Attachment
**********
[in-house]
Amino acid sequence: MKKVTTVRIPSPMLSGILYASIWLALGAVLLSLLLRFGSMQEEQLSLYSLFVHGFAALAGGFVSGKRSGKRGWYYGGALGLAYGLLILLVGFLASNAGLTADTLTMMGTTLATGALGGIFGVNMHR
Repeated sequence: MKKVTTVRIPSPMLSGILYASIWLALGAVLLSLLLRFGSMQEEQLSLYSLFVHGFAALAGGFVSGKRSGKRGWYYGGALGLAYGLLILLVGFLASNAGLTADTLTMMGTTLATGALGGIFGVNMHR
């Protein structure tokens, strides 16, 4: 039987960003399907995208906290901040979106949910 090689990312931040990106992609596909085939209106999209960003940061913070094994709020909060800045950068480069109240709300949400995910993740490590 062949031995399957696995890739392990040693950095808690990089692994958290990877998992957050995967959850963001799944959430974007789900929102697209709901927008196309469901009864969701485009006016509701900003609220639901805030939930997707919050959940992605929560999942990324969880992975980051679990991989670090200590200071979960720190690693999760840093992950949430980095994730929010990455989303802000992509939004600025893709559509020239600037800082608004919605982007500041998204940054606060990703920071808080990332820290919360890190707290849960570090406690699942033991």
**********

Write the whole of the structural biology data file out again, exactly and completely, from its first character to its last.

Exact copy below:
[in-house]
Amino acid sequence: MKKVTTVRIPSPMLSGILYASIWLALGAVLLSLLLRFGSMQEEQLSLYSLFVHGFAALAGGFVSGKRSGKRGWYYGGALGLAYGLLILLVGFLASNAGLTADTLTMMGTTLATGALGGIFGVNMHR
Repeated sequence: MKKVTTVRIPSPMLSGILYASIWLALGAVLLSLLLRFGSMQEEQLSLYSLFVHGFAALAGGFVSGKRSGKRGWYYGGALGLAYGLLILLVGFLASNAGLTADTLTMMGTTLATGALGGIFGVNMHR
């Protein structure tokens, strides 16, 4: 039987960003399907995208906290901040979106949910 090689990312931040990106992609596909085939209106999209960003940061913070094994709020909060800045950068480069109240709300949400995910993740490590 062949031995399957696995890739392990040693950095808690990089692994958290990877998992957050995967959850963001799944959430974007789900929102697209709901927008196309469901009864969701485009006016509701900003609220639901805030939930997707919050959940992605929560999942990324969880992975980051679990991989670090200590200071979960720190690693999760840093992950949430980095994730929010990455989303802000992509939004600025893709559509020239600037800082608004919605982007500041998204940054606060990703920071808080990332820290919360890190707290849960570090406690699942033991």